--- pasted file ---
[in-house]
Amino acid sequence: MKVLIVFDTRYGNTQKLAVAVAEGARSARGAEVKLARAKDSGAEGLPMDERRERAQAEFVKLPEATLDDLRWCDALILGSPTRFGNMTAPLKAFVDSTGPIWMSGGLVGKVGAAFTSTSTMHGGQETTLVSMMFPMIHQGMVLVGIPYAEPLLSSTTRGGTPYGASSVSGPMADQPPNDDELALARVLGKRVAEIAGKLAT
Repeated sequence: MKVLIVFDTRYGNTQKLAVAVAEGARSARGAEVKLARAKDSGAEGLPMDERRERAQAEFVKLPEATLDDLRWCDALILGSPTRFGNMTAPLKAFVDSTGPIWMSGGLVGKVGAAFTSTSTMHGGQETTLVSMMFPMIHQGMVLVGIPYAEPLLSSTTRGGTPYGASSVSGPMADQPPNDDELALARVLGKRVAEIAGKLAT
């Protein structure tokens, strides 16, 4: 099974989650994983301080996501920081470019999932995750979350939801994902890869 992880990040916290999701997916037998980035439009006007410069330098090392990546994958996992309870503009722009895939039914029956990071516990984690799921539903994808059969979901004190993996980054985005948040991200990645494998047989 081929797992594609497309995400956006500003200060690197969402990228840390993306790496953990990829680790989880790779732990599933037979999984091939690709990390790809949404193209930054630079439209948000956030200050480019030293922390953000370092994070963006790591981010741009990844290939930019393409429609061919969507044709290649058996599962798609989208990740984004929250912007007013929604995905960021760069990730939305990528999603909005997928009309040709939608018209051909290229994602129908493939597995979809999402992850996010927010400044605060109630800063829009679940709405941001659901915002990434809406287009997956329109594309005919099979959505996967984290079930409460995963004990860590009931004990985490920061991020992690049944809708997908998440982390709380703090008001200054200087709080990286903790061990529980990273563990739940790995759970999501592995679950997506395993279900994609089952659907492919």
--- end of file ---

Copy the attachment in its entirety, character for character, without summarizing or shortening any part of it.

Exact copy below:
[in-house]
Amino acid sequence: MKVLIVFDTRYGNTQKLAVAVAEGARSARGAEVKLARAKDSGAEGLPMDERRERAQAEFVKLPEATLDDLRWCDALILGSPTRFGNMTAPLKAFVDSTGPIWMSGGLVGKVGAAFTSTSTMHGGQETTLVSMMFPMIHQGMVLVGIPYAEPLLSSTTRGGTPYGASSVSGPMADQPPNDDELALARVLGKRVAEIAGKLAT
Repeated sequence: MKVLIVFDTRYGNTQKLAVAVAEGARSARGAEVKLARAKDSGAEGLPMDERRERAQAEFVKLPEATLDDLRWCDALILGSPTRFGNMTAPLKAFVDSTGPIWMSGGLVGKVGAAFTSTSTMHGGQETTLVSMMFPMIHQGMVLVGIPYAEPLLSSTTRGGTPYGASSVSGPMADQPPNDDELALARVLGKRVAEIAGKLAT
């Protein structure tokens, strides 16, 4: 099974989650994983301080996501920081470019999932995750979350939801994902890869 992880990040916290999701997916037998980035439009006007410069330098090392990546994958996992309870503009722009895939039914029956990071516990984690799921539903994808059969979901004190993996980054985005948040991200990645494998047989 081929797992594609497309995400956006500003200060690197969402990228840390993306790496953990990829680790989880790779732990599933037979999984091939690709990390790809949404193209930054630079439209948000956030200050480019030293922390953000370092994070963006790591981010741009990844290939930019393409429609061919969507044709290649058996599962798609989208990740984004929250912007007013929604995905960021760069990730939305990528999603909005997928009309040709939608018209051909290229994602129908493939597995979809999402992850996010927010400044605060109630800063829009679940709405941001659901915002990434809406287009997956329109594309005919099979959505996967984290079930409460995963004990860590009931004990985490920061991020992690049944809708997908998440982390709380703090008001200054200087709080990286903790061990529980990273563990739940790995759970999501592995679950997506395993279900994609089952659907492919």